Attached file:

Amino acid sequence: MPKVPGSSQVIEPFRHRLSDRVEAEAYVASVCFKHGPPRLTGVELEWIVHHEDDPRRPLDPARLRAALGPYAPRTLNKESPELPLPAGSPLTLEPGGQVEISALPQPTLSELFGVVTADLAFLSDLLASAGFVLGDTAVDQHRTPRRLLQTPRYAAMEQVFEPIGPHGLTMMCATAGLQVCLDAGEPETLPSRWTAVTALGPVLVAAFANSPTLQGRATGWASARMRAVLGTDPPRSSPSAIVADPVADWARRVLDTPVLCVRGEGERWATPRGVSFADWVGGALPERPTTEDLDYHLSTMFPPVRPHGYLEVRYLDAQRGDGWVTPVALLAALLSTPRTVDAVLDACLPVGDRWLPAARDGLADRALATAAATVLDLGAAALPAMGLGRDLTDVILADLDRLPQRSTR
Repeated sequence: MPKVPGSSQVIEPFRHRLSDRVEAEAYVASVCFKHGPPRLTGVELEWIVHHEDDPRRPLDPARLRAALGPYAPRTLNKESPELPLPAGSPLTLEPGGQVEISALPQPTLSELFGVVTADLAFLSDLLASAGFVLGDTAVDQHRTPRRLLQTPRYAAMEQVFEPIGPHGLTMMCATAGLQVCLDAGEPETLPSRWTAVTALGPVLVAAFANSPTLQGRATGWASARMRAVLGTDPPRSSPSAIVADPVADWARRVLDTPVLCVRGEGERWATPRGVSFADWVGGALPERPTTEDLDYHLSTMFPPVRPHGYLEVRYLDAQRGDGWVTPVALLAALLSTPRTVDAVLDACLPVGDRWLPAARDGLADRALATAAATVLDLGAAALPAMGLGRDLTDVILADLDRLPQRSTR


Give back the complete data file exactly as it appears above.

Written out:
Amino acid sequence: MPKVPGSSQVIEPFRHRLSDRVEAEAYVASVCFKHGPPRLTGVELEWIVHHEDDPRRPLDPARLRAALGPYAPRTLNKESPELPLPAGSPLTLEPGGQVEISALPQPTLSELFGVVTADLAFLSDLLASAGFVLGDTAVDQHRTPRRLLQTPRYAAMEQVFEPIGPHGLTMMCATAGLQVCLDAGEPETLPSRWTAVTALGPVLVAAFANSPTLQGRATGWASARMRAVLGTDPPRSSPSAIVADPVADWARRVLDTPVLCVRGEGERWATPRGVSFADWVGGALPERPTTEDLDYHLSTMFPPVRPHGYLEVRYLDAQRGDGWVTPVALLAALLSTPRTVDAVLDACLPVGDRWLPAARDGLADRALATAAATVLDLGAAALPAMGLGRDLTDVILADLDRLPQRSTR
Repeated sequence: MPKVPGSSQVIEPFRHRLSDRVEAEAYVASVCFKHGPPRLTGVELEWIVHHEDDPRRPLDPARLRAALGPYAPRTLNKESPELPLPAGSPLTLEPGGQVEISALPQPTLSELFGVVTADLAFLSDLLASAGFVLGDTAVDQHRTPRRLLQTPRYAAMEQVFEPIGPHGLTMMCATAGLQVCLDAGEPETLPSRWTAVTALGPVLVAAFANSPTLQGRATGWASARMRAVLGTDPPRSSPSAIVADPVADWARRVLDTPVLCVRGEGERWATPRGVSFADWVGGALPERPTTEDLDYHLSTMFPPVRPHGYLEVRYLDAQRGDGWVTPVALLAALLSTPRTVDAVLDACLPVGDRWLPAARDGLADRALATAAATVLDLGAAALPAMGLGRDLTDVILADLDRLPQRSTR